The stakes in dealing with the rapid dissemination of such content are high. “This fits into a pattern we’ve seen time and time again,” said Ben Decker, CEO of digital investigative consultancy Memetica and an expert on online radicalization and extremism. “At this point, we know the consumption of these videos creates copycat mass shootings.”
Meta called the event a “terrorist attack” on Saturday, prompting the company’s internal teams to identify and delete the suspect’s account, as well as begin deleting copies of the video and document. and links to them on other sites, according to a company spokesperson. The company added the video and document to an internal database that automatically detects and removes copies if they are re-uploaded. Meta also banned content that praises or supports the attacker, the spokesperson said.
A Streamable spokesperson told CNN the company is “working diligently” to remove copies of the video “promptly.” The spokesperson did not respond when asked how a video reached millions of views before being deleted.
Copies of the document allegedly written by the shooter were uploaded to Google Drive and other smaller online storage sites and shared over the weekend via links to those platforms. Google did not respond to requests for comment on using Drive to deliver the document.
Challenges in countering extremist content
According to Tim Squirrell, head of communications at the Institute for Strategic Dialogue, a think tank dedicated to countering extremism.
But consumer big tech platforms also have to deal with the fact that not all internet platforms want to take action against this content.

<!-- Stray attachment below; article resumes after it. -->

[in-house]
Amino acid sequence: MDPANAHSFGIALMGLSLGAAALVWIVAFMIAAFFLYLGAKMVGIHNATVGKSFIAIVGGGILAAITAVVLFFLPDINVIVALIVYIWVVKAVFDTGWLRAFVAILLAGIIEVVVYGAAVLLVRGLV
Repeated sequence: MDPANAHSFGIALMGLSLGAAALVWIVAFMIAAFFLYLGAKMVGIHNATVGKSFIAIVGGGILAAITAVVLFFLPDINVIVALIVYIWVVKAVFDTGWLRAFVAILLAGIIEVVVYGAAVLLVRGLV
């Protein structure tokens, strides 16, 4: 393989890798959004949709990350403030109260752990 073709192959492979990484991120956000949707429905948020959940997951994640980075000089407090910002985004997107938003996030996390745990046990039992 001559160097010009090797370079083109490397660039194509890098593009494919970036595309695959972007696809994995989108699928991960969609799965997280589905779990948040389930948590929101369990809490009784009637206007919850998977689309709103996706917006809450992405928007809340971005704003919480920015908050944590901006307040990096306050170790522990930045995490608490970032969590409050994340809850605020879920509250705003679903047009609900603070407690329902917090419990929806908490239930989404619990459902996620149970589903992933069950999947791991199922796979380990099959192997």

“Now technically it failed. It was on Twitch. It then started posting within the first 24 hours,” Decker said, adding that the platforms still had work to do to coordinate effectively to remove harmful content during crisis situations. Still, the work the major platforms have done since Christchurch means their response to Saturday’s attack has been faster and more robust than the response three years ago.
“A lot of the threads on the 4chan message board were just people clamoring for the stream over and over again, and once they got a seven minute version, just repost it over and over again” on bigger platforms, Squirrell said. As with other content on the internet, videos like the one from Saturday’s shooting are also often quickly manipulated by extremist communities online and incorporated into memes and other content that can be harder for viewers to identify and remove. consumer platforms.
Like Facebook, YouTube, and Twitter, platforms like 4chan rely on user-generated content and are legally protected (at least in the US) by a law called Section 230 from liability for much of what users post. But while mainstream Big Tech platforms are driven by advertisers, social pressures, and users to fight harmful content, smaller, more fringe platforms aren’t driven by a desire to protect ad revenue or attract a large user base. In some cases, they want to be online homes for speeches that would be moderated elsewhere.
“The consequence of that is you can never complete the game of Whack-a-mole,” Squirrell said. “There will always be somewhere, someone passing around a Google Drive link or a Samsung cloud link or something else that allows people to access it… Once it’s in the ether, it is impossible to delete everything.”